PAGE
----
I read the following sentence today on an easy news web site:


I've had a look online for an explanation of the end (in bold). I understand that overall it means want to, but I can't get my head around what function です serves here. To me it reads:

"want in order to be able to (run faster than 10 seconds) is".
Is this purely to mark the sentence as polite?


2 Answers 2


Yes, it's purely a grammatical mark of politeness.

Grammatically speaking, したい (and all other ~たい forms) is an い-adjective, so it takes the same forms as any other い-adjective.

So in plain form:

それは赤い。 "It is red."
それはしたい。 "I want to do it."

And in polite form:

それは赤いです。 "It is red."
それはしたいです。 "I want to do it."

In both cases, the です doesn't add anything to the meaning (the verbal meaning is already part of the adjective form), it just makes the sentence polite. This is perhaps a little clearer in the past tense:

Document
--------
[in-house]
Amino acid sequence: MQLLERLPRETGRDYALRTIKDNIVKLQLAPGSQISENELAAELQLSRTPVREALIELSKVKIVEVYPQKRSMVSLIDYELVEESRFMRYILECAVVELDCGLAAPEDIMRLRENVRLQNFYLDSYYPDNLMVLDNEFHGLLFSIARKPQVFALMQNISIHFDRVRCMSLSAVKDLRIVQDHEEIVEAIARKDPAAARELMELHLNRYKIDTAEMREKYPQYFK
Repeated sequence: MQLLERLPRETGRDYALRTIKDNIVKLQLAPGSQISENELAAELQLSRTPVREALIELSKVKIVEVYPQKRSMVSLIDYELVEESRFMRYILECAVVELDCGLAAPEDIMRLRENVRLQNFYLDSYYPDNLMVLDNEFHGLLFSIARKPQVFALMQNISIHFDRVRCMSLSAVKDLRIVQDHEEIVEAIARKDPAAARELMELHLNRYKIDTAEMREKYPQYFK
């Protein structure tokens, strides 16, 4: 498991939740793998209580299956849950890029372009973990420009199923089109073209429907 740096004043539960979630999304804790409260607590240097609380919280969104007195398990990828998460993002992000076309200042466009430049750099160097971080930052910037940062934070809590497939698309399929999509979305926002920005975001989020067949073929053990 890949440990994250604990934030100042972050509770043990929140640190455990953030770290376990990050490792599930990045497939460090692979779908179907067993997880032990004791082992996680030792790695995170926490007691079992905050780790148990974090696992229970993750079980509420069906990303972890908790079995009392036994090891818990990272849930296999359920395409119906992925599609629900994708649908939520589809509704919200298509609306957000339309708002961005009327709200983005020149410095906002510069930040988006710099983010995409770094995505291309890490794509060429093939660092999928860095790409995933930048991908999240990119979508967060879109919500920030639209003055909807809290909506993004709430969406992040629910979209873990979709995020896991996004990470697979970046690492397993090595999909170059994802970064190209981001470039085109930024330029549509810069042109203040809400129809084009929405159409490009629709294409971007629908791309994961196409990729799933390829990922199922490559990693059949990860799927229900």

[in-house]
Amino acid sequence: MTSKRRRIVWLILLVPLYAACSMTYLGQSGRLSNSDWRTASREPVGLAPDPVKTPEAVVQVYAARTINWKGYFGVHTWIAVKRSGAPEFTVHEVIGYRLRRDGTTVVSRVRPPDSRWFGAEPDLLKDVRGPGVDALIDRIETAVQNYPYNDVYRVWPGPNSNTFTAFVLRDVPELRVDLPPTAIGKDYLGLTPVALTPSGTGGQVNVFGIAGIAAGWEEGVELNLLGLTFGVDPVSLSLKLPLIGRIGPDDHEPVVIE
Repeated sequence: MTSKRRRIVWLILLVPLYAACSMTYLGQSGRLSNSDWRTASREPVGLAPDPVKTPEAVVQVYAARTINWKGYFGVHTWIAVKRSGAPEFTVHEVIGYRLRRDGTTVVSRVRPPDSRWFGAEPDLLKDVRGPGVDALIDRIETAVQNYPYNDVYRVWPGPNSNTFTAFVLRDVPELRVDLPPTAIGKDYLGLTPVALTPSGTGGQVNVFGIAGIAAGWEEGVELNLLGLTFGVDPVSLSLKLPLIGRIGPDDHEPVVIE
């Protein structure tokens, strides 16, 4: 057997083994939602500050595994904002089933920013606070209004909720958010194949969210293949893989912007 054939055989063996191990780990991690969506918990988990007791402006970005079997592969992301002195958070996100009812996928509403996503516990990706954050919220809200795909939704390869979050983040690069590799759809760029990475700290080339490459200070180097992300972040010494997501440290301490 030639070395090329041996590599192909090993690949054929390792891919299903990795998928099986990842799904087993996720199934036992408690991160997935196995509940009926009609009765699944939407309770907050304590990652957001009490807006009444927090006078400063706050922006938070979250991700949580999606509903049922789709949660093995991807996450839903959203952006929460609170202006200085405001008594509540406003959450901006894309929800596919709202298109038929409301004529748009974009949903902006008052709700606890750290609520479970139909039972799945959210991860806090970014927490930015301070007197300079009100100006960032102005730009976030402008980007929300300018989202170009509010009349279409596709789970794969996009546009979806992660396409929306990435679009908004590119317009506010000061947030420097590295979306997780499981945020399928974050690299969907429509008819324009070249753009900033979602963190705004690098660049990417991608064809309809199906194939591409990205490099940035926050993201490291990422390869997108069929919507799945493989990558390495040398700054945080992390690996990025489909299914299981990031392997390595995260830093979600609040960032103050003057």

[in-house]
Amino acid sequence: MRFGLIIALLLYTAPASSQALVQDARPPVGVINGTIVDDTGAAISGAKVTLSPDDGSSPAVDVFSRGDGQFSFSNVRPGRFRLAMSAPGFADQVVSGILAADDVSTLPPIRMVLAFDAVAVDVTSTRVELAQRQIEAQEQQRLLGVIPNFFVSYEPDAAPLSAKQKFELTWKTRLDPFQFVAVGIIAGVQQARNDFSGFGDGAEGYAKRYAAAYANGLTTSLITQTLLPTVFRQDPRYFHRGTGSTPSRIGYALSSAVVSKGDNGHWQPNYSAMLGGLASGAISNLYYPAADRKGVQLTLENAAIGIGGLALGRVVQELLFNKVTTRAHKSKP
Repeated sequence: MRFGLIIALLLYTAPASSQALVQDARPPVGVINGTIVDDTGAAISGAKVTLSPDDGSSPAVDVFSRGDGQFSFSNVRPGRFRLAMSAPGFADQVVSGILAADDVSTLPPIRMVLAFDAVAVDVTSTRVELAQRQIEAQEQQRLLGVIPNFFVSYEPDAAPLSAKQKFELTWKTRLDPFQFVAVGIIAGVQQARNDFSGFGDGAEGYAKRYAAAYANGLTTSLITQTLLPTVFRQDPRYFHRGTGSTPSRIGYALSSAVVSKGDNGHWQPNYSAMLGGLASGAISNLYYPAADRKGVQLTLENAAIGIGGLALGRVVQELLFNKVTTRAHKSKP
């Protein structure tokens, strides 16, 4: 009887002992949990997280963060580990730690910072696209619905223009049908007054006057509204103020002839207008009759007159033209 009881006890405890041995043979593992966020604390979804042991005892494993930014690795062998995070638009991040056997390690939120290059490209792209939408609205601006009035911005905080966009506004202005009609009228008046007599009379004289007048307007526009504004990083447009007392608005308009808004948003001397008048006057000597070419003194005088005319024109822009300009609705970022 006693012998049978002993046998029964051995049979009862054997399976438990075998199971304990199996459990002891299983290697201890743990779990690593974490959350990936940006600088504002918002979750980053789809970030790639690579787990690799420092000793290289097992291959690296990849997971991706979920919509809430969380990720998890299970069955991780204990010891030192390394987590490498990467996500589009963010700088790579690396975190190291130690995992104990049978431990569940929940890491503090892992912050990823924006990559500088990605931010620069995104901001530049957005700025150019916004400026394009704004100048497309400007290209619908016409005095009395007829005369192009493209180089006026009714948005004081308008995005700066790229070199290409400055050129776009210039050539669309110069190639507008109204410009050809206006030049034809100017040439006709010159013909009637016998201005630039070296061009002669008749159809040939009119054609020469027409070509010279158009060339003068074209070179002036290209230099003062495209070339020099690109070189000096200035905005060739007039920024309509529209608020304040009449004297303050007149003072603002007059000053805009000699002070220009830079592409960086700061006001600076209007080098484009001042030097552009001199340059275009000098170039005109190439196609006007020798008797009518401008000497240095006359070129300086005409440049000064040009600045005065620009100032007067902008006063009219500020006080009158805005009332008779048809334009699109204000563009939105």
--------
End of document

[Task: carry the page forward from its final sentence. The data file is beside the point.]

それは赤かった(です)。 "It was red."
それはしたかった(です)。 "I wanted to do it."

  • Thanks very much. Really appreciate the effort to explain it to me :)
    – NobleGuy
    Commented Sep 11, 2017 at 14:45

これからはいつも10秒より速く走ることができるようにしたいです - From now on, I always wanna be able to to run faster than 10 seconds(to make a better time at the circuit)

The common patterns for ending sentences in Japanese are:


昼ごはんを食べる/昼ごはんを食べます (hirugohan wo taberu/tabemasu) I will eat lunch.

Na-adjective/Noun + だ/です:

彼は静かだ/彼は静かです (kare wa shizuka da/desu) - He is quiet.

just i-adjective or i-adjective + です:

昼ごはんは美味しい/昼ごはんは美味しいです (hirugohan wa oishii/oishii desu) - The lunch is delicious.

The tai form of verbs is treated as an i-adjective, therefore it is an i-adjective ending sentence, so it could be without です, but adding it makes the sentence more polite. Therefore the usage in the sentence you presented.

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